Lightning talk (5 minutes)
Day 1 | 14:40-15:20 | A10

When I started my army service in Mamram, I saw for the first time a giant mainframe computer - the IBM 370. It contained 1.6 MB of memory, divided into 8 slots of 200KB, one program runs in each one. That was 40 years ago. Since then the world of programming has changed dramatically, but some lessons can be learnt from the old days: can you imagine writing your program on a piece of paper, then printing it into a bunch of punched cards? Or that following an exception you'd get a hexadecimal memory dump, on paper (!), and this was your only debugging tool? Working in the industry today, I can sometimes hardly believe it myself. Software design was key at that time, dry runs and a lot of thought before actually running anything live. Is any of it still relevant today? Let's find out!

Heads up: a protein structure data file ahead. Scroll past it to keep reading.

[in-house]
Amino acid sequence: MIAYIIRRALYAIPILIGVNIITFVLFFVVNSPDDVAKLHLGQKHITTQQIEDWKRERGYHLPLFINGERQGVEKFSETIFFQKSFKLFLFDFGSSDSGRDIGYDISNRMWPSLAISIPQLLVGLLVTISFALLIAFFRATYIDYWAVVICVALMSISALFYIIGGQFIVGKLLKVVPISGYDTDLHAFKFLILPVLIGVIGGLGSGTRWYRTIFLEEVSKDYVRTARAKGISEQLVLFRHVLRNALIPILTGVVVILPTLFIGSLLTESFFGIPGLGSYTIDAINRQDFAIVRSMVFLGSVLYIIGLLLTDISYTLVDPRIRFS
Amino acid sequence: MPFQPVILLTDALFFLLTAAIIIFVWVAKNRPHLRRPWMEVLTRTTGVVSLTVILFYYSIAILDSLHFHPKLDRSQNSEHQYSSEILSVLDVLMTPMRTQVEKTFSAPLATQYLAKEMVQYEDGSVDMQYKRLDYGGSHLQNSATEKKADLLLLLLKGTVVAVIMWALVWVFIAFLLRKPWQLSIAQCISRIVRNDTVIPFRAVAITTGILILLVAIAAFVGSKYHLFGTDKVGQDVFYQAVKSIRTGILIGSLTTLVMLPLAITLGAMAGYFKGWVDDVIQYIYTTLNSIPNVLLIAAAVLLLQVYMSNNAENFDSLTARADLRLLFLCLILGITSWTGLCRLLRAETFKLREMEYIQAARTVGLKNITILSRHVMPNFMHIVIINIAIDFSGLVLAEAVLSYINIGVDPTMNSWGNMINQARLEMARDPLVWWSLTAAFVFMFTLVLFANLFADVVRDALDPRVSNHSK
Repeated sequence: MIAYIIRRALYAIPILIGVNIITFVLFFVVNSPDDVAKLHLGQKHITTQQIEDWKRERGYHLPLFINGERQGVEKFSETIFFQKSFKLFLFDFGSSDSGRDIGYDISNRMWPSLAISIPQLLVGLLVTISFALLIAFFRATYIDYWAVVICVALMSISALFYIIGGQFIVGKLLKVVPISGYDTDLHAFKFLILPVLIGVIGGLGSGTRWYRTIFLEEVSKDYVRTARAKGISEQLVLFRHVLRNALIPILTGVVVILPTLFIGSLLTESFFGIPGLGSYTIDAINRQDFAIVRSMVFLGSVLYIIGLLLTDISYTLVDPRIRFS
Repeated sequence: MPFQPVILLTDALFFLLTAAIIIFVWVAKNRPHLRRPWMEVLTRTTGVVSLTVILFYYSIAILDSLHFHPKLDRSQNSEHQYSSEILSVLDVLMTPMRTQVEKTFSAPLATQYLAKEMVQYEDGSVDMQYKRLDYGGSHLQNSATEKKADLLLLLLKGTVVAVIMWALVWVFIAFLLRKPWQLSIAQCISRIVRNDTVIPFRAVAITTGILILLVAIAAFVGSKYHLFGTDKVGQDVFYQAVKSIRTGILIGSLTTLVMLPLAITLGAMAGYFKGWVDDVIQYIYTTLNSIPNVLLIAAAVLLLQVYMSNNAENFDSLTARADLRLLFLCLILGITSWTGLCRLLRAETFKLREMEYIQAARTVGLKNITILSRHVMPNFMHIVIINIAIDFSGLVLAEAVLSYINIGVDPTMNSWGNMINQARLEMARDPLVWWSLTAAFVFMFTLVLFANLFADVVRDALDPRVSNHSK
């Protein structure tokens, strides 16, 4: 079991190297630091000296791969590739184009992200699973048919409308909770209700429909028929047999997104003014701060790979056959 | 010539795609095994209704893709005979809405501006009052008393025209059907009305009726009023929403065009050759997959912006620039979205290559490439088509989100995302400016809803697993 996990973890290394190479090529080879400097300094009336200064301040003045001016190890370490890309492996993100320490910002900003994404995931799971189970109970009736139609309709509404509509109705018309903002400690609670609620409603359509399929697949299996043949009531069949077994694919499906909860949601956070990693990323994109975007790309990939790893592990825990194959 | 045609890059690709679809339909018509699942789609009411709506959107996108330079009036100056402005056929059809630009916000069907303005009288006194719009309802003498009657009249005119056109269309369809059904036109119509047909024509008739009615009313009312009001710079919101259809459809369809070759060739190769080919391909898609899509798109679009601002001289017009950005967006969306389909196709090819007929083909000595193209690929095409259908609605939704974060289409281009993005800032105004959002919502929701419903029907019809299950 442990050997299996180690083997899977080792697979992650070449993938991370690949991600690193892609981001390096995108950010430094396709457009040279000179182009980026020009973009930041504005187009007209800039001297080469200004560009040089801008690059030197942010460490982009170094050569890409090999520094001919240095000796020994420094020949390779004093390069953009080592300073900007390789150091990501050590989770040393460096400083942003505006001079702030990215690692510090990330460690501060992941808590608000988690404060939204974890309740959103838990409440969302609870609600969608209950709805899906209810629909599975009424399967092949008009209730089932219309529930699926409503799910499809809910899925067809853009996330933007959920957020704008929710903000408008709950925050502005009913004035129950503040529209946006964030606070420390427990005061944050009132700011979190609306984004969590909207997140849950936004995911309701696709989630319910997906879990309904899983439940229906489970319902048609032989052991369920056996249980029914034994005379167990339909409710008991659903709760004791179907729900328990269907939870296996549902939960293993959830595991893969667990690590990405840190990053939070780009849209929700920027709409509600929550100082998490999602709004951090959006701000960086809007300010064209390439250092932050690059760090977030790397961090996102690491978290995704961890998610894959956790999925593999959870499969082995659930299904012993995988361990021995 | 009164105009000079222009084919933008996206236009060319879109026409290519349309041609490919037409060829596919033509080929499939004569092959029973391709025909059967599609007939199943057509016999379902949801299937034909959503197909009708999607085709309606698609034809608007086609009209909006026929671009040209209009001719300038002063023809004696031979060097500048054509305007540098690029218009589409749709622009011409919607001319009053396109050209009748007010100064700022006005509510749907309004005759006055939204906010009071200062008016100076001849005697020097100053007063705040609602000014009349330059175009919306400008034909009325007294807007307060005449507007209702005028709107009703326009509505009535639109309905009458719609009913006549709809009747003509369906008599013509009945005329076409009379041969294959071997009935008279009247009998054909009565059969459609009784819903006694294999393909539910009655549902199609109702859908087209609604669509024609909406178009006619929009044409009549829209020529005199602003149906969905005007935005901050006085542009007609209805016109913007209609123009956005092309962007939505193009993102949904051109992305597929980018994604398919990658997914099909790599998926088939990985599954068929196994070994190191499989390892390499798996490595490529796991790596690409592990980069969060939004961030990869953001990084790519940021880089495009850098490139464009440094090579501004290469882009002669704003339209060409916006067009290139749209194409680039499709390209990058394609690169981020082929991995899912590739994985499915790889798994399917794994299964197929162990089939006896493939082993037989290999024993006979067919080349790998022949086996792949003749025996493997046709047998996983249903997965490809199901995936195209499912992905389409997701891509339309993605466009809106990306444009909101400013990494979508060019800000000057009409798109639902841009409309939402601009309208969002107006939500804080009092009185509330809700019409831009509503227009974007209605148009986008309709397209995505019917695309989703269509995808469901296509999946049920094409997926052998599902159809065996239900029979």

Atzmon Ghilai